Horry County to try to claim surplus road money for S.C. 31 extension to North Carolina

jrodriguez@thesunnews.comApril 12, 2014 

S.C. 31 could be extended to the North Carolina line if Horry County leaders can use proposed surplus funds from the current extension project on the south end of the county.

Horry County leaders are hoping to convince State Infrastructure Bank officials to let them use a planned $50 million savings from the southern extension of S.C. 31 on a proposed project to extend the road to the North Carolina state line.

A North Carolina transportation official said that move just may bump up North Carolina’s plans to connect that highway to U.S. 17 near Shallotte, N.C., creating a highway connection from Georgetown County to the middle of Brunswick County, N.C.

Construction is underway to extend S.C. 31 by 3.8 miles from its current south end to S.C. 707, which will include a bridge over the Intracoastal Waterway, was estimated to cost $237 million. Most recent cost estimates have come in between $187 million and $197 million, a savings of $39 million to $49 million.

Horry County Councilman Mark Lazarus said Friday at the county’s spring budget retreat that he would like to meet with the State Infrastructure Bank to make sure Horry County can use that money for the northern extension of S.C. 31.

“We need to go ahead before they take the money back,” Lazarus said. “If we don’t use it, somebody else will.”

It was music to Councilman Harold Worley’s ears. Worley has been working to get S.C. 31 extended to the north – which officials say will eventually link into Interstate 74 in North Carolina – since 1994.

“It’s certainly the right thing to do to try and finish that,” Worley said.

Financing for the extension of S.C. 31 south to S.C. 707 is broken down like this: $225 million from the State Infrastructure Bank, about $10 million from the American Recovery and Investment Act and $2 million from the sales tax. Construction of the extension is slated to begin in December with an estimated completion in the spring of 2017, which is when Horry County would know how much, if any, it could use for the northern extension.

The S.C. Transportation Infrastructure Bank was created in 1997 and is a department used to collect money for roads and distribute the funds statewide. It has funded nearly $5 billion in road and bridge improvements since its inception.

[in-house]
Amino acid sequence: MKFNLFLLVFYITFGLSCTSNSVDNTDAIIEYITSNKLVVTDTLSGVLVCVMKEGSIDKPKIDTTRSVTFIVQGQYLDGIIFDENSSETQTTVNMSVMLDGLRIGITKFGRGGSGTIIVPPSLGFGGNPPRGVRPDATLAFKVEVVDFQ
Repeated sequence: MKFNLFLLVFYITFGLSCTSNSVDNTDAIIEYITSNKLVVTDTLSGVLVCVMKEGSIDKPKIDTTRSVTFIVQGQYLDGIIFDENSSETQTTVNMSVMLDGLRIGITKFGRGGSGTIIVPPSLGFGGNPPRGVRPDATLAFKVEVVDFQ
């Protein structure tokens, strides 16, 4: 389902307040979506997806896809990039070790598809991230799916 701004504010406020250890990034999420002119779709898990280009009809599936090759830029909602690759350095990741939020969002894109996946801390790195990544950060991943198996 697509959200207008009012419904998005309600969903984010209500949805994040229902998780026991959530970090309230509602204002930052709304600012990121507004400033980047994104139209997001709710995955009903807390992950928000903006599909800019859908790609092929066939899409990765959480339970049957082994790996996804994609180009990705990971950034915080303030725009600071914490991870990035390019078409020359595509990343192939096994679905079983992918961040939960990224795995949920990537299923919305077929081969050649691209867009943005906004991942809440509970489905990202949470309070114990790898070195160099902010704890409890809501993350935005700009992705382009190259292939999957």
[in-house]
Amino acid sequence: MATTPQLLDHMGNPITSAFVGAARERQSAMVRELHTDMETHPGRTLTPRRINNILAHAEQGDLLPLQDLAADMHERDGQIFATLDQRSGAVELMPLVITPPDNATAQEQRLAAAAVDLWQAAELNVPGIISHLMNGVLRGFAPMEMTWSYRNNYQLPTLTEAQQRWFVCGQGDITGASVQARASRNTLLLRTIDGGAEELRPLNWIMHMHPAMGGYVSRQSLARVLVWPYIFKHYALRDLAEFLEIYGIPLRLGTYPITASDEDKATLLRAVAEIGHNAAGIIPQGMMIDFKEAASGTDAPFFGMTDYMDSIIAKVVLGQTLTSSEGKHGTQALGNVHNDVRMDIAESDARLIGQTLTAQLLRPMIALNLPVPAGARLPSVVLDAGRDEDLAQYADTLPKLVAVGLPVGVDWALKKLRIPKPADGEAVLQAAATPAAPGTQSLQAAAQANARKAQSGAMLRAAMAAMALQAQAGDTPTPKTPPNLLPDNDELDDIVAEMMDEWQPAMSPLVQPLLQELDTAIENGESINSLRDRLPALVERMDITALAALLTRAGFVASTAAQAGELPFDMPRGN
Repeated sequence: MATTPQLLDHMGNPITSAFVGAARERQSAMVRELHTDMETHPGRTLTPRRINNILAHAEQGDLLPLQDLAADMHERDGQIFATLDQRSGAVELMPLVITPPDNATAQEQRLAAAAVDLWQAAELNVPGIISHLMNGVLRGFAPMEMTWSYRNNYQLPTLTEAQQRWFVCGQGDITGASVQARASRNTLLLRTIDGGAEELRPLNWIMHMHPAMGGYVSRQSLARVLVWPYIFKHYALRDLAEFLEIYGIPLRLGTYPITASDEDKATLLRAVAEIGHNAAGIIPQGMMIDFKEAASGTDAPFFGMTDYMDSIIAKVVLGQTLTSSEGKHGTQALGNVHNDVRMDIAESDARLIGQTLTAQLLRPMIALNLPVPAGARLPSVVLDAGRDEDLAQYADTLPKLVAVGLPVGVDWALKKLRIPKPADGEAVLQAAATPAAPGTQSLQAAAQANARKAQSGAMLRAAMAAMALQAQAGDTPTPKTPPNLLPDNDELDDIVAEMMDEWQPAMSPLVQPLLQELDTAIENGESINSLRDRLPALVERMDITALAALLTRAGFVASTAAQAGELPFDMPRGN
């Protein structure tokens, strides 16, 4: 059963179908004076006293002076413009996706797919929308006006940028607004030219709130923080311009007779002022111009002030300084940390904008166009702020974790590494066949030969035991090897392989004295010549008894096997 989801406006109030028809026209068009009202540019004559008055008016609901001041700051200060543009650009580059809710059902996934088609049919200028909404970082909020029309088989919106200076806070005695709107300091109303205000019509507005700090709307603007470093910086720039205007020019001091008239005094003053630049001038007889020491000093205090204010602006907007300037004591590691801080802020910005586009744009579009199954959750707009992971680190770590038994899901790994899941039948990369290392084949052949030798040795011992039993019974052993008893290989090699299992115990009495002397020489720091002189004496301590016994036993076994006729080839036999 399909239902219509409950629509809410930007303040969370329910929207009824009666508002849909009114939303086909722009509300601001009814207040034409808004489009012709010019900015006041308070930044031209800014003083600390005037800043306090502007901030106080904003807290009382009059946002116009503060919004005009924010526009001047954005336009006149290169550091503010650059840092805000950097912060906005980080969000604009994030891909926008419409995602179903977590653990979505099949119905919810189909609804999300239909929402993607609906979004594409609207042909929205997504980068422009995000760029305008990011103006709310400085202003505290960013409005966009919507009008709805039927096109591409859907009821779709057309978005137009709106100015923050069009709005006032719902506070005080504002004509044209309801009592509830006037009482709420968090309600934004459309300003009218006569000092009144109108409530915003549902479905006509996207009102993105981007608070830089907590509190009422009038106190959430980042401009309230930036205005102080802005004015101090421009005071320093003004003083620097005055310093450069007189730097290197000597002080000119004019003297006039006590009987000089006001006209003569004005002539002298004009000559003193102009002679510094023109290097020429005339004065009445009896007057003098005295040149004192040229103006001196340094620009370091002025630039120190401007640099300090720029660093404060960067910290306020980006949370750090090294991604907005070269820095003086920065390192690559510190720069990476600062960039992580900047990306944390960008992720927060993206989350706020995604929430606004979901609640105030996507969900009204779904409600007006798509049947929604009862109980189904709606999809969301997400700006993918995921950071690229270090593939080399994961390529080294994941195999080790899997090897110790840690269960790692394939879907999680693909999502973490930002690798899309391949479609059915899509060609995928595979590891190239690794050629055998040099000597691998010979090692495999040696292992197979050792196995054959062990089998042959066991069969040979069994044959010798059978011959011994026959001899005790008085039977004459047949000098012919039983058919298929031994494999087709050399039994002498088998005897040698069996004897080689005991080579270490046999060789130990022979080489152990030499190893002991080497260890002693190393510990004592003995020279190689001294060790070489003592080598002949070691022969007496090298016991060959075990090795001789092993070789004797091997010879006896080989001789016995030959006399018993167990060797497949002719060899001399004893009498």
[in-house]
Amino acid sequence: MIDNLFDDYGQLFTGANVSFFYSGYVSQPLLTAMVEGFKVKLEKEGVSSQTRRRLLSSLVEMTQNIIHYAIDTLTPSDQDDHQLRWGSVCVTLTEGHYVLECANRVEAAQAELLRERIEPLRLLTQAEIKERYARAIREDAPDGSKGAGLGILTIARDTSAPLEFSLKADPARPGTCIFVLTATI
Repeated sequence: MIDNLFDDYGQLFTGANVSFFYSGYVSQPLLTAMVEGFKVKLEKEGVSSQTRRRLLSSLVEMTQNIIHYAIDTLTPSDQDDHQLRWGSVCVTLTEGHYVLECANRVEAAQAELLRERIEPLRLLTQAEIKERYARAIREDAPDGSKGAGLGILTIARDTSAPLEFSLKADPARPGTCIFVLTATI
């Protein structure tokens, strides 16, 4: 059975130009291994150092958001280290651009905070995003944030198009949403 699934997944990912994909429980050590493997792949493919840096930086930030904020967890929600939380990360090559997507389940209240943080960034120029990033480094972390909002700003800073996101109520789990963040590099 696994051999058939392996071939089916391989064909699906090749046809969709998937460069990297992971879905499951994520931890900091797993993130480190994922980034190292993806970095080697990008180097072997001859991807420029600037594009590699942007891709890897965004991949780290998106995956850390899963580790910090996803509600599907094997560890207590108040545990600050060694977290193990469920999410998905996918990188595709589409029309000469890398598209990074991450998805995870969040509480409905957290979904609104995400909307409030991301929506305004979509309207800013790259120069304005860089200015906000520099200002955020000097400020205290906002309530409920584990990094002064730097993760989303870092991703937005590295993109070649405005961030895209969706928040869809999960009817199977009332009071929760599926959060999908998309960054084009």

Preliminary engineering and right-of-way acquisition will come in between $8 million and $13 million above what was budgeted, but the actual construction is projected to come in under budget, leaving a surplus of between $39 million and $49 million, according to S.C. Department of Transportation figures.

Mike Barbee, project manager for SCDOT, said the average mile of highway, under current figures, cost between $10 million and $12 million, which would cover the majority needed to build the four to five miles of the proposed northern extension. Barbee said those figures do not include environmental studies.

He said the current contract with the State Infrastructure Bank outlines that any surplus must go back to the bank, but it has traditionally worked with local governments on that requirement.

“That’s certainly an interpretation that can be brought back to the SIB to get their opinion,” Barbee said. “Traditionally they’ve been very good to work with applicants on the use of the funds.”

Barbee said the SCDOT completed a corridor study in 2006 that addressed the proposed northern highway.

State Rep. Tracy Edge earmarked $1 million in the state budget less than a decade ago – half to go toward the study of I-73 and the other to the study of I-74, which Edge thinks this road could eventually be linked to. Edge said the money allocation was not meant to fully fund either study, but more so to keep the projects on the radar.

“I’m 10 feet tall right now. I’m ecstatic,” Edge said when contacted by phone Friday. “I felt like we were going to find the money at some point.”

Edge said if Horry County is able to secure that money for the northern extension of S.C. 31, his $1 million earmark has a good chance of being funded.

“If the State Infrastructure Bank actually votes to allocate the money, once that’s done, then we’re off to the races again,” Edge said. “It will provide a terrific new direct route from the Charlotte area straight to us.”

Patrick Riddle, division 3 planning engineer for the N.C. Department of Transportation, said the S.C. 31 connector project is currently listed as a Priority 3, which means it’s unfunded. However, he said, if South Carolina were to get the ball rolling, there’s no telling how quick the project can move up the priority list.

“If South Carolina were to come up with the money, what would happen in North Carolina? Who knows,” Riddle said. “North Carolina may be able to move to do something and vice versa. It’s a very wide open plain. There just so many different options out there. You could free something up, but who knows. It’s just broad.”

Lazarus said first the county must find out it can claim the planned surplus.

“It’s exciting to know that there is already some money sitting there,” Lazarus said. “We just have to go and make sure we can secure those funds that we created from savings in another project.”

Contact JASON M. RODRIGUEZ at 626-0301 or follow him on Twitter @TSN_jrodriguez.

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